Sidney De Haan Research Centre for Arts and Health

Why dance and music can be beneficial for people living with Parkinson’s Disease


Why dance and music can be beneficial for people living with Parkinson’s Disease

On World Parkinson’s Day Professor Angela Pickard explains how the University is supporting research into health and wellbeing to show the benefits of creative and performing arts.  

Parkinson’s Disease (PD) is one of the fastest growing neurodegenerative disorders affecting more than 10 million people worldwide, and this number is expected to double over the next 20 years.

It affects quality of life and includes a variable combination of motor and non-motor symptoms, causing severe impairment in the functional autonomy, and this can lead to mobility and stability (balance) and body weight-transfer or shifting difficulties. Symptoms of PD can also include tremors, rigidity of muscles, sluggish movement, and postural instability, and this can contribute to falls and to fall-related injuries. PD can also be associated with mental health issues such as anxiety, low mood, depression and cognitive impairment.

The Sidney De Haan Research Centre for Arts and Health is committed to researching ways in which participation in creative and performing arts can contribute to and enhance health and wellbeing for individuals and communities, including healthy ageing.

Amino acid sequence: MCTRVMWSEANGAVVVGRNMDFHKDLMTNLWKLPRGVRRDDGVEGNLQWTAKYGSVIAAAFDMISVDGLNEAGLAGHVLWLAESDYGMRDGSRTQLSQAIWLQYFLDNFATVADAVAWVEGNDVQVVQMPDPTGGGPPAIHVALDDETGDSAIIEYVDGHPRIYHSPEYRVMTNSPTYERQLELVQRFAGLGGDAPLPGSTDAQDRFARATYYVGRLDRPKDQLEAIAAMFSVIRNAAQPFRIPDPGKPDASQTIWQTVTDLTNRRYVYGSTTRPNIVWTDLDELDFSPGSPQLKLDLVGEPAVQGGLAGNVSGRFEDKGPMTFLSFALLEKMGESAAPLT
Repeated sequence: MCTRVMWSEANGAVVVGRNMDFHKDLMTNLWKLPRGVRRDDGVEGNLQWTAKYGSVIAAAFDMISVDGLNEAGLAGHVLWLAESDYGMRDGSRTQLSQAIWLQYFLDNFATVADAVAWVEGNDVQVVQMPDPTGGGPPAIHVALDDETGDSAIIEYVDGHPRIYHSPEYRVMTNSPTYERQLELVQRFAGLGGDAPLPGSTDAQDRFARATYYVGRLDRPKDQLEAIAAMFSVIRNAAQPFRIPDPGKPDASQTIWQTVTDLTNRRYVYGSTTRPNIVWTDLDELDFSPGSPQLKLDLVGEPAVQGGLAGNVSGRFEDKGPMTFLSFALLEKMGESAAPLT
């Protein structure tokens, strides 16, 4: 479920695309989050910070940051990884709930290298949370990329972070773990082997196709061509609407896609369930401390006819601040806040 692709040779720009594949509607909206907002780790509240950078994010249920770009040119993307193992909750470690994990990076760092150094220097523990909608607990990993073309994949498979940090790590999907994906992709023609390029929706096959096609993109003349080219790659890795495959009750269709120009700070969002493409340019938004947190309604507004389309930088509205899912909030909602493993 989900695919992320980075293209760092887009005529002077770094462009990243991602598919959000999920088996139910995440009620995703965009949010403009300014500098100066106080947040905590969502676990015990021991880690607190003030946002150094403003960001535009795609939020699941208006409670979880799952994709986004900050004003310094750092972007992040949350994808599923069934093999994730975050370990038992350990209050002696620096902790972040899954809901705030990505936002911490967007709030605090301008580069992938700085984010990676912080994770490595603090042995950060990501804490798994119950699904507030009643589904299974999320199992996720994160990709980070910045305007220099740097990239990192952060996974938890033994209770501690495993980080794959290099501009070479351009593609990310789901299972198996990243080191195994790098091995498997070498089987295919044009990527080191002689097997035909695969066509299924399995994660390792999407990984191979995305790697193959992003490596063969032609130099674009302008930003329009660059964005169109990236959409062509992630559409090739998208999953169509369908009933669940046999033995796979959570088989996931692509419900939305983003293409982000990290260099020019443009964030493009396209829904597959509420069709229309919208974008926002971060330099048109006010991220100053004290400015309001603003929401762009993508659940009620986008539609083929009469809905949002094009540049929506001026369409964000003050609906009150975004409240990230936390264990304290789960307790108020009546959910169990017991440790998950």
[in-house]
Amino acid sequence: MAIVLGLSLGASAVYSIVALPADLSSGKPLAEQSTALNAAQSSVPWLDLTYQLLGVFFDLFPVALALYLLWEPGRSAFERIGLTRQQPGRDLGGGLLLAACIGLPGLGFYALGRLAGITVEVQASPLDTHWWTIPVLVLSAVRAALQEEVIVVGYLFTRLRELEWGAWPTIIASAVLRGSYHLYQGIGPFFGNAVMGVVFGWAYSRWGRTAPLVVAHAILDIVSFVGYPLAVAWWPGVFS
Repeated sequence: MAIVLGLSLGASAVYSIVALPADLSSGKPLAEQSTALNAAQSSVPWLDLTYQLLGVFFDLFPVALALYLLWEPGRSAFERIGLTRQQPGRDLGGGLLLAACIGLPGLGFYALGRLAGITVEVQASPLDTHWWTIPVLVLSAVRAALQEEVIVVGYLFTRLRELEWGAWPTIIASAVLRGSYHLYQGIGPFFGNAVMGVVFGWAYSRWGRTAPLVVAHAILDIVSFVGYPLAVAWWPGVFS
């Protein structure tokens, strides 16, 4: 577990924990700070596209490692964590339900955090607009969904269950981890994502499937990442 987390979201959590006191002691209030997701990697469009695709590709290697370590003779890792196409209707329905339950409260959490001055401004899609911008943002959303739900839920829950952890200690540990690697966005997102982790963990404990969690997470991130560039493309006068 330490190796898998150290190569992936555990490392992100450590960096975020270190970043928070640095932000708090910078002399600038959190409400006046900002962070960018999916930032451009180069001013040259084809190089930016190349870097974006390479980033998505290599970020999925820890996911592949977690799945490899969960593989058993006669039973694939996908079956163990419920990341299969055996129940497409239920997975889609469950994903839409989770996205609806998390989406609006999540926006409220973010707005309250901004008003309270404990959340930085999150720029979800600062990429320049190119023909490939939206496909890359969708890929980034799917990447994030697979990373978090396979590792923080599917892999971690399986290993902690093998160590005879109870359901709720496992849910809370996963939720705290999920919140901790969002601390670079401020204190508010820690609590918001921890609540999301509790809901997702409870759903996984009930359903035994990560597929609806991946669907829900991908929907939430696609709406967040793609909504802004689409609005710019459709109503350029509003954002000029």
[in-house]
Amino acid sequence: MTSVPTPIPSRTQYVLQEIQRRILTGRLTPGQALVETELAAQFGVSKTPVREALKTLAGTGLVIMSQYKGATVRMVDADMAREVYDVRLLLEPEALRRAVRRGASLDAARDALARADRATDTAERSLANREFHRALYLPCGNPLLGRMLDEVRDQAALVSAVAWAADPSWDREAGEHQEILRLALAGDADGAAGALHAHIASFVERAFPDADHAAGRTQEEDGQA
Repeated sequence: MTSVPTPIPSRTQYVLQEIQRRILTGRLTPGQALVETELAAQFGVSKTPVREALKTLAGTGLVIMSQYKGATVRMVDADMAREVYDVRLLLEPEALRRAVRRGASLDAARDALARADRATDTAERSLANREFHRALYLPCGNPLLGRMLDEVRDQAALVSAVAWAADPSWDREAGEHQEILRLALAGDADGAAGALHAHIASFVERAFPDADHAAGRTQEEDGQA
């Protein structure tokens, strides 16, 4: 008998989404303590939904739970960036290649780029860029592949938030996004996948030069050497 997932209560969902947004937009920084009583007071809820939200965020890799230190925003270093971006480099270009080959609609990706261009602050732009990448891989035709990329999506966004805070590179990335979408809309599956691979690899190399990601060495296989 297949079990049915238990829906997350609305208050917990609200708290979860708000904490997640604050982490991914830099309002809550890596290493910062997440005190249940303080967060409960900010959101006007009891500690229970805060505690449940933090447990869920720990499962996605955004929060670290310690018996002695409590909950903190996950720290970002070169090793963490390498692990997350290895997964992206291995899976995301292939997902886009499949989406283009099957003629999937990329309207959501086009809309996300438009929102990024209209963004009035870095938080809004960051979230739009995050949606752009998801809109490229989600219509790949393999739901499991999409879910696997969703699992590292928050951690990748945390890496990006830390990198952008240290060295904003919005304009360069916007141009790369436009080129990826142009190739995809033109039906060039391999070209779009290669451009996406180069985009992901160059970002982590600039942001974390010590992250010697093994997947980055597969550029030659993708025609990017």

Dance can be beneficial for people with PD in a number of different ways such as supporting posture, core stability, balance, weight-shifting and co-ordination. Engaging with music through, for example, keeping a rhythm, can also support co-ordination and control.

A recent study by Zhou et al (2021) involving almost 600 participants concluded that music-based movement therapy is an effective treatment for motor function, balance, and walking speed of people living with PD. Rhythmic auditory stimulation can improve walking speed and increases the length of each stride in PD patients. Further, dance to and with music can be a fun, social activity and group community sessions can impact on positive mood and overall feeling of wellbeing. This is important because ‘while living with Parkinson’s is challenging, one thing stands out: you’re not alone’

Dance and music can play an important role as a non-pharmacological intervention, as part of social prescribing, to improve quality of life for those living with Parkinson’s.

Angela Pickard is Professor of Dance Education and Director of the Sidney De Haan Research Centre for Arts and Health.

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